Officials: Up to 35,000 exposed in UTD computer attack

January 19, 2007

By Holly K. Hacker, The Dallas Morning News

A computer attack at the University of Texas at Dallas is worse than officials first thought. Campus officials now say Social Security numbers and other personal information may have been exposed for up to 35,000 faculty, current and former students, staff and others, putting them at risk of identify theft.

Officials said Friday that the names and Social Security numbers of 29,000 library card holders were possibly exposed. That group mainly includes students, faculty and staff, along with a few hundred people who are not affiliated with UTD but have used its library.

UTD officials first reported the computer attack in December and said 6,000 people were affected. They're in two main groups: people employed by UTD any time between 1999 and 2005; and current and former students and faculty in the Erik Jonsson School of Engineering and Computer Science, plus applicants for admission from 1993 on.

For those two groups, information possibly exposed includes names and Social Security numbers and in some cases, addresses, e-mail addresses and telephone numbers.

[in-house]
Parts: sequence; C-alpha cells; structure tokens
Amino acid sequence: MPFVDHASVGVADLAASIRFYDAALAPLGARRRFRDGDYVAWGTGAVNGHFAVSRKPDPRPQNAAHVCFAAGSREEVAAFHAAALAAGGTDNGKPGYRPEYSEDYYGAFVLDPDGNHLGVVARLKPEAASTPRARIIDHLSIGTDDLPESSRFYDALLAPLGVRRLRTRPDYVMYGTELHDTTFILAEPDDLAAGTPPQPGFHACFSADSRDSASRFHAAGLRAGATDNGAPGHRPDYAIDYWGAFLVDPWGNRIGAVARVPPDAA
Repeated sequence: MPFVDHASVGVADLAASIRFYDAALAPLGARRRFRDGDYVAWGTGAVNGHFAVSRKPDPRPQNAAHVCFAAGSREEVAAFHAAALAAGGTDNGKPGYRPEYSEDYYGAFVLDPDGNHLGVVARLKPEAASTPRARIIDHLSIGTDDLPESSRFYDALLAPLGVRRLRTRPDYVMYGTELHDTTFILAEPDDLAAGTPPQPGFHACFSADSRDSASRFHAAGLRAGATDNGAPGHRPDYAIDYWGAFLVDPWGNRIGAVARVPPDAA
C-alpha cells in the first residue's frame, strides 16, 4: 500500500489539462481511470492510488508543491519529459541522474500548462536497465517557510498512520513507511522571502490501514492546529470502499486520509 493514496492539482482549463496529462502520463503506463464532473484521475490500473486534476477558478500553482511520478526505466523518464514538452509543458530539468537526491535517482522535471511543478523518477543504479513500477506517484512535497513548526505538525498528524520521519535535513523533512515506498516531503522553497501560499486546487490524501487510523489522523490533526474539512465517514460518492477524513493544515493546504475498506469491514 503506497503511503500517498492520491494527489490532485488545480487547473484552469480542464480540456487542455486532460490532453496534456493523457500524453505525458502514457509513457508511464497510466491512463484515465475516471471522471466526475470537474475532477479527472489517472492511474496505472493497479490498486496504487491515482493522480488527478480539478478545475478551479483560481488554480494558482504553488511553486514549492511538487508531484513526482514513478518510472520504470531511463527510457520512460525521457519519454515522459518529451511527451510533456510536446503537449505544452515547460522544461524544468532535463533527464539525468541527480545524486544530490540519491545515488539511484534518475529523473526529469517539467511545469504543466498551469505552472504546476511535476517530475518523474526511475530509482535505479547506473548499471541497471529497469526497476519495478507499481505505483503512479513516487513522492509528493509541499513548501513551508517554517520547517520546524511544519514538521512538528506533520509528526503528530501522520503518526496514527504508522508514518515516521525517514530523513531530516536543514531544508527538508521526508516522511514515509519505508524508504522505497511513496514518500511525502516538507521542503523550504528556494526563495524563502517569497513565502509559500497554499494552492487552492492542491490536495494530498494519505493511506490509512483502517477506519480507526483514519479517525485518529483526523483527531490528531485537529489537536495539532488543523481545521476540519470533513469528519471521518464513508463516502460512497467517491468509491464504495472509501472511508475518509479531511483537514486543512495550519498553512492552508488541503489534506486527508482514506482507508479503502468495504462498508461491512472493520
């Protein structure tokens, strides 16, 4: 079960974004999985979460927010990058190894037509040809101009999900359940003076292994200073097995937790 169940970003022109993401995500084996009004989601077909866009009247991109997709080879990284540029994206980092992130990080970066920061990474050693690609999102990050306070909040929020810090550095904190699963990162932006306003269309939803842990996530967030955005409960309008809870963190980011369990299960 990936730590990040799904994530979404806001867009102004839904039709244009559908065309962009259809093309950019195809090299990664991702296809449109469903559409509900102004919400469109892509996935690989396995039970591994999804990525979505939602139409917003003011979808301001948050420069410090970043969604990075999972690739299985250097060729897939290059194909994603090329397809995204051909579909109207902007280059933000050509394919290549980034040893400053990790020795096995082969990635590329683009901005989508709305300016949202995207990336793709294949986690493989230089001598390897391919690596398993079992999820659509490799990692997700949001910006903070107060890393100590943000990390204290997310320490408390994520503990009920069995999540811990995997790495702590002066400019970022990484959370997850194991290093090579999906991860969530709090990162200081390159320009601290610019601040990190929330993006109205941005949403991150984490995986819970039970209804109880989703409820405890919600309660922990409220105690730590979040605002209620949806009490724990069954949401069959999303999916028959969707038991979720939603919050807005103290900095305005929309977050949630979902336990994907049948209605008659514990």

Campus officials said they have analyzed the entire network system and believe they have a complete list of records at risk. The total number of people affected is likely less than 35,000 because some records overlap, they said.

"We don't know that anyone's personal data was viewed, downloaded, or exposed, but we know it could have been exposed," UTD spokeswoman Susan Rogers said.

And there's still no evidence that hackers have used or spread the information, campus officials said.

UTD Police and the FBI are still investigating the attack, and no arrests have been made. There is evidence the attack was "somewhat automated," Ms. Rogers said, but declined to elaborate.

UTD is contacting affected people by mail. They can also go online to to learn how to protect their credit information.

Ms. Rogers said UTD has beefed up its computer security, "but I cannot tell you what we did because that would tend to expose us to further attack."

Campus officials say they've taken steps to reduce the use of Social Security numbers on campus, but they can't eliminate them completely.

"That is the identifier for tax and other reasons," Ms. Rogers said. "Ultimately we do need to keep SSNs."

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